How To Install a MEAN.JS Stack on an Ubuntu 16.04 Server?

MEAN.JS is a full-stack JavaScript solution that helps you build fast, robust, and maintainable production web applications using MongoDB, Express, AngularJS, and Node.js.

MEAN.JS will help you get started and avoid useless grunt work and common pitfalls while keeping your application organized. Our goal is to create and maintain a simple and readable open-source solution that you can use and trust in your projects.

In this tutorial, we’ll  install every component of MEANS.JS Stack onto an Ubuntu 16.04 Linux server, This will give us the applications and structure we need to create and install MEAN applications easily.

Install Mongo DB:

1. First, we need to add “MongoDB” key to the list of the trusted keys, the below command will add the right key to our list.

sudo apt-key adv –keyserver hkp:// –recv 7F0CEB10

2. After we had added the trusted keys we need to add a reference to the repository to the configuration settings, we can create a new separate file that will be filled by “APT” with the correct repository, we can do that by the below command.

echo ‘deb dist 10gen’ | sudo tee /etc/apt/sources.list.d/mongodb.list

3. Now our system is well configured with the new MongoDB repository, let’s update our packages then we will download and install MongoDB, by the below 2 commands.

sudo apt-get update 

sudo apt-get install mongodb-org git build-essential openssl libssl-dev pkg-config

Type “Y” and press Enter to continue, and then we are done from installing MongoDB.

Download and install Node.js from source:

1. Open your web browser and open the official website of Node.JS, and click on Downloads.

2. there will be the download links separated by each OS, as also the link for the source code in the upper-right corner of the downloads, Right click on the source code and select “Copy Link Location”.

3. Back to the “Terminal”, and navigate to your home directory by the below command.

cd ~

4. Use the command “wget” following the link you had copied and run it in “Terminal”, the command will look like the attached screenshot.

5. Once the download is complete, extract the downloaded archive, using the below command.

tar xzvf node-v*

6. After we had extracted Node.JS, let’s navigate to its directory, we can do that by the below command.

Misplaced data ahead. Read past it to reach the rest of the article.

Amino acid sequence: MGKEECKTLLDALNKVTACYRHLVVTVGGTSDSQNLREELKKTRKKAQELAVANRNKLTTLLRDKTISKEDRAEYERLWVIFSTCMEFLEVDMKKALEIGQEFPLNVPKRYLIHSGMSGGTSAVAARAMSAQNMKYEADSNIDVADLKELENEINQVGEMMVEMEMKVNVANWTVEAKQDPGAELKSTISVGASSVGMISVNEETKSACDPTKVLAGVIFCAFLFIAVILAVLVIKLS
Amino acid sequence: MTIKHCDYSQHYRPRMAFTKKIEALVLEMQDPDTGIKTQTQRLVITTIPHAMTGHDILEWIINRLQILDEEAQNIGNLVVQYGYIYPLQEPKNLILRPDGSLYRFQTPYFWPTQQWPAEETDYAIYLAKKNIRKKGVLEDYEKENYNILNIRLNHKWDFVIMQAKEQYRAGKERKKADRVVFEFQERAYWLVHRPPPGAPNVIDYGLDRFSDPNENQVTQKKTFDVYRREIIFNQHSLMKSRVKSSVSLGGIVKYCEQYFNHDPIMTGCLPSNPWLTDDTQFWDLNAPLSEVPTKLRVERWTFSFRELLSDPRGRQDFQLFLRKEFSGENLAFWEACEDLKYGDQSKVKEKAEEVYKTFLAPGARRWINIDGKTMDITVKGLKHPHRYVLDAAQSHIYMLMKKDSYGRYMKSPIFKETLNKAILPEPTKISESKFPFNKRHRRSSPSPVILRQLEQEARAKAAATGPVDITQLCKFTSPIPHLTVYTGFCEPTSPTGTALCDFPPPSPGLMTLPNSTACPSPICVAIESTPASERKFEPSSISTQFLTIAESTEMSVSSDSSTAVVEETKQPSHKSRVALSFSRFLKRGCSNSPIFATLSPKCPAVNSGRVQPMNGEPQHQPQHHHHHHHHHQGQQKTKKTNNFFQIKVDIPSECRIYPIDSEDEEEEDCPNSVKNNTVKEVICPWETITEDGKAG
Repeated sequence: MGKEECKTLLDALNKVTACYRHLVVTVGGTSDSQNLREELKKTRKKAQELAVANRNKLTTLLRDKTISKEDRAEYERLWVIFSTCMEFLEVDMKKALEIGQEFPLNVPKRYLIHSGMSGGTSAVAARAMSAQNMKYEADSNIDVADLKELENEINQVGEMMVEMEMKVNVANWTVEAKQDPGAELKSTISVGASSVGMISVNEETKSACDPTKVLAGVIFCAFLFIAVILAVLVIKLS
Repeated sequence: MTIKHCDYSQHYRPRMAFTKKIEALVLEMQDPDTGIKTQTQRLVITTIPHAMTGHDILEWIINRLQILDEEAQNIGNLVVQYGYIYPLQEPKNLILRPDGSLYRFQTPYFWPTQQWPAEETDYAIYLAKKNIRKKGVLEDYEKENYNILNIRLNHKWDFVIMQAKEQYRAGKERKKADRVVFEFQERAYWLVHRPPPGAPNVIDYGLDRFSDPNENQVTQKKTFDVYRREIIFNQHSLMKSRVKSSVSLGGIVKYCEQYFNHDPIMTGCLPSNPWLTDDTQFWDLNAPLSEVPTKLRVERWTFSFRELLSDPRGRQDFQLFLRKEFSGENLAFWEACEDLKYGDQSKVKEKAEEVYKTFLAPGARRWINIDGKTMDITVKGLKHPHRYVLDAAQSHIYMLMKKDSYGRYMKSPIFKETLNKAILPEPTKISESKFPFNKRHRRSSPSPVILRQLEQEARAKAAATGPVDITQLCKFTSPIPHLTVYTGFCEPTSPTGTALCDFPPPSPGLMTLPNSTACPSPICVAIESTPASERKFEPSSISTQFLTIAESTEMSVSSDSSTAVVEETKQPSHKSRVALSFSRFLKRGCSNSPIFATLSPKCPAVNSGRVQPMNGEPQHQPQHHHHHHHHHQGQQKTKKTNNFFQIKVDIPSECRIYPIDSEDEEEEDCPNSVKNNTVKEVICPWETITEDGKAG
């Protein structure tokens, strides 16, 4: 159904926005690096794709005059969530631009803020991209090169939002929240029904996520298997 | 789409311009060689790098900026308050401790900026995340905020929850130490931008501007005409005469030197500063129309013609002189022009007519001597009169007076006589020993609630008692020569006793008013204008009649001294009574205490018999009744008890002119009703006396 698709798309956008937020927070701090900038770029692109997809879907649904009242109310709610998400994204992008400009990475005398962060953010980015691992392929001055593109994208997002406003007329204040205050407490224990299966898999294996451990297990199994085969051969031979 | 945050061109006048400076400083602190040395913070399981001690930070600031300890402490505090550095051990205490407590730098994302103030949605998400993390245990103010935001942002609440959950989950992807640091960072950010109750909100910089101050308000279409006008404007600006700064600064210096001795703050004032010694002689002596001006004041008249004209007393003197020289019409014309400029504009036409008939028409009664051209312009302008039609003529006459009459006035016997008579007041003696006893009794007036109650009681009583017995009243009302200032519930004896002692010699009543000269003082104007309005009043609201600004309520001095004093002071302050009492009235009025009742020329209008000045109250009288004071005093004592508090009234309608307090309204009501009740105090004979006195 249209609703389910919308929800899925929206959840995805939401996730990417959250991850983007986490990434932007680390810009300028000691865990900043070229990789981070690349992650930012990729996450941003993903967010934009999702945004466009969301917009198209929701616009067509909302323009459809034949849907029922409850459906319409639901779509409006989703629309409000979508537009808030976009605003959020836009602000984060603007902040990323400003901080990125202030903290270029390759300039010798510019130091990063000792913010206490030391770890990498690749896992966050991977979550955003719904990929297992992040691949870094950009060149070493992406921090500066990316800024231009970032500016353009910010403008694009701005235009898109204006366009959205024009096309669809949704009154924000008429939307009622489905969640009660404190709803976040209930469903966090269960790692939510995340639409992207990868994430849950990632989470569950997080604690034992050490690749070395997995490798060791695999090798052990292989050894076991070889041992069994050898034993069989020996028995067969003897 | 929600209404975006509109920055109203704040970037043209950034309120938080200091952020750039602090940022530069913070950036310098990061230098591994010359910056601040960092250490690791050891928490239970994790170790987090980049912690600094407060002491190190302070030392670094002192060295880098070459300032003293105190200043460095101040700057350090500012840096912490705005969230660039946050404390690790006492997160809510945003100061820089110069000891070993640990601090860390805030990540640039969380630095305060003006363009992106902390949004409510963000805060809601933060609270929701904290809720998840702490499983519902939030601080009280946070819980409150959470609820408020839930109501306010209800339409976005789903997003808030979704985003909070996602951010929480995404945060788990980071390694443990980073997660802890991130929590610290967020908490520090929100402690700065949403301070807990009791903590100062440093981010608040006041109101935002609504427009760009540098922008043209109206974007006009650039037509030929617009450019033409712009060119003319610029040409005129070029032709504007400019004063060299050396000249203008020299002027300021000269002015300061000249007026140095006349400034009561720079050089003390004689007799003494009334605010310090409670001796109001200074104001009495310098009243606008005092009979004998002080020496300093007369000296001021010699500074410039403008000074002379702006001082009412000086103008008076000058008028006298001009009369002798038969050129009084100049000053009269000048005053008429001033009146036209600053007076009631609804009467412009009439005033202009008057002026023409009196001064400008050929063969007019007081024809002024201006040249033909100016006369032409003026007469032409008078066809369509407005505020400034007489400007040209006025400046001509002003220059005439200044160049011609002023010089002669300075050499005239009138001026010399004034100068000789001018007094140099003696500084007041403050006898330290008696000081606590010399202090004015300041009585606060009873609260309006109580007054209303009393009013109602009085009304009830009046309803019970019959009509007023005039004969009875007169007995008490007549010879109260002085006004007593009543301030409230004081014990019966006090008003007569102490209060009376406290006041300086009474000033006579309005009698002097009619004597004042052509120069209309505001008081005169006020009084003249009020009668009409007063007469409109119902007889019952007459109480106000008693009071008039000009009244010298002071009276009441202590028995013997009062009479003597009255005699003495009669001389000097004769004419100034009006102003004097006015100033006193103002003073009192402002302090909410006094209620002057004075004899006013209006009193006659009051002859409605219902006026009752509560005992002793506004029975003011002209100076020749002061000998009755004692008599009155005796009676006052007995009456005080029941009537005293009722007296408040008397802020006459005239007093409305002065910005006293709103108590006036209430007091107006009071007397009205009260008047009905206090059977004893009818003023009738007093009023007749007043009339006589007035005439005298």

cd node-v*

7. On this step we need to configure and build the software, we can do this through the below command.



it will take a few minutes till it complete.

8. The software now is compiled, and we can install it, install it by the below command in “Terminal”.

sudo make install

9. Node now is successfully installed, but run the below 2 commands to clean your system of source code archive.

cd ~

rm -rf ~/node-v*

Installing the rest of the components

Now Node is successfully installed, MEAN JS uses a package manager named “Bower”, it’s responsible for managing front-end applications and also we have access to “NPM” package manager, we will use it to some software the tutorial required.

1. Install “Bower” through NPM command, run the below command in “Terminal”.

sudo npm install -g bower grunt-cli

2. We finally got all the prerequisite packages installed on the Linux server, We can proceed to install the actual MEAN.JS boilerplate used to create applications, But first, we need to clone the official GitHub repository inside a directory “/opt/mean” to get the latest update version of it, use the below command to get it.

sudo git clone /opt/mean

3. Now let’s navigate to the cloned directory and use “NPM” command to install all the required packages, we will perform that action by the below 2 commands.

cd /opt/mean

sudo npm install

4. Since we are located in a system directory, we need to run “bower” with command “sudo” and the “–allow-root” option to deploy&configure the front-end packages, do that like the command below.

sudo bower –allow-root –config.interactive=false install

5. Now MEAN.JS is finally installed, Open your web browser and write your IP address following by “:3000”.


I started this tech blog back in 2011 as a place to write down processes I took to fix my client systems and network. Now I write some tips and tricks to help others with the tech issues that one might encounter.

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